Doubling down

In the midst of an A-for-effort "crafternoon"  this weekend, a friend observed that she was grateful we lived in a specialization economy. She reveled in being able to go out and buy things (in this case, kombucha) instead of having to make it herself.  While San Francisco's DIY culture can obscure specialization, (doesn't everyone have a mother bubbling away on a top shelf?) there is virtue in knowing what you're good at. 

The beta launch of this personal website started a similar conversation.  A colleague's first question upon seeing it was "What's Squarespace?"  
My response? "WordPress for idiots." 

My flip response isn't fair to Squarespace, which has built a product to fill a need — easy websites for people who don't know how to code. Nor is it fair to the people who use it. But his question did prompt a sense of guilt. I'd only gotten through three sessions of CSS/HTML on Codeacademy. The best way to learn to code is to give yourself a project or goal. Why wasn't I using this blog as a spur to learn a new skill?

Because I wasn't blogging to pick up a new skill. Rather, I was blogging because I wanted to improve skills I already had. I wanted to practice analyzing information and crafting it into a well-written story. In a culture of MOOCS and GA and everyone learning to code, "learning" often applies only to developing an ability from scratch. However, my goals are more around getting better at the things that I do well.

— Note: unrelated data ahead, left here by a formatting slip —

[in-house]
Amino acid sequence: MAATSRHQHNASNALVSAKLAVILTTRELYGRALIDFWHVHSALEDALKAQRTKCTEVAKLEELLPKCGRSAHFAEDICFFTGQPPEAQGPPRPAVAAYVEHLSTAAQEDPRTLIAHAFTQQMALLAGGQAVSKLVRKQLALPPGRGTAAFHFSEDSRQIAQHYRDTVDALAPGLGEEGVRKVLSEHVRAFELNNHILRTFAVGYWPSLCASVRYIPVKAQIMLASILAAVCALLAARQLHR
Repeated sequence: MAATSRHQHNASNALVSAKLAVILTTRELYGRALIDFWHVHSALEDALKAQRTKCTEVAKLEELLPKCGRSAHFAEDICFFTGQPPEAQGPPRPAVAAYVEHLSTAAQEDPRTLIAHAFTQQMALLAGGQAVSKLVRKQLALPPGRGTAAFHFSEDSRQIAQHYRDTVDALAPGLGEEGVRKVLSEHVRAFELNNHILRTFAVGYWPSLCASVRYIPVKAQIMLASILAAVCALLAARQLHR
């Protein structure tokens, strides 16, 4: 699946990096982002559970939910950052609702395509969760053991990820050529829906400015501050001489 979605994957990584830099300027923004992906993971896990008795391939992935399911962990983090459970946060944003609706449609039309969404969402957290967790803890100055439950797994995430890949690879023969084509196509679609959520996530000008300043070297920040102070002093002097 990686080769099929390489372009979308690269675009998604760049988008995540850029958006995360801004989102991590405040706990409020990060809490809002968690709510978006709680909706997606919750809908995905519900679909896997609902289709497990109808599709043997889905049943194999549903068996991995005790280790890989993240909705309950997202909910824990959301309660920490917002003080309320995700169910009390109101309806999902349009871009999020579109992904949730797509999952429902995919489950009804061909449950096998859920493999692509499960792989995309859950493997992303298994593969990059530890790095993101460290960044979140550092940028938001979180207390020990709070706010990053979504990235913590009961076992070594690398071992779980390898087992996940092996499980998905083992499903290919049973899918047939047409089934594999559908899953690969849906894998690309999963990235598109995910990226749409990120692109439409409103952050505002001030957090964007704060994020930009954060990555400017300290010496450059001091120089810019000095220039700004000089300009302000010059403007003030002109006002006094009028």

For me, personal growth requires a mix of learning both the old and the new.  It's not enough to just identify and address the gaps where learning something new gets you closer to your goals. You have to double down on your "super powers."  And when I think about my goals for this blog, they all relate to keeping my super powers sharp. So while Squarespace may be the easy way out on the coding question, setting up a tool that pushes me to write still means I'll continue to learn and grow. 

And I can always restart Codeacademy tomorrow.

What do you think? How do you define learning, and where do you spend your time?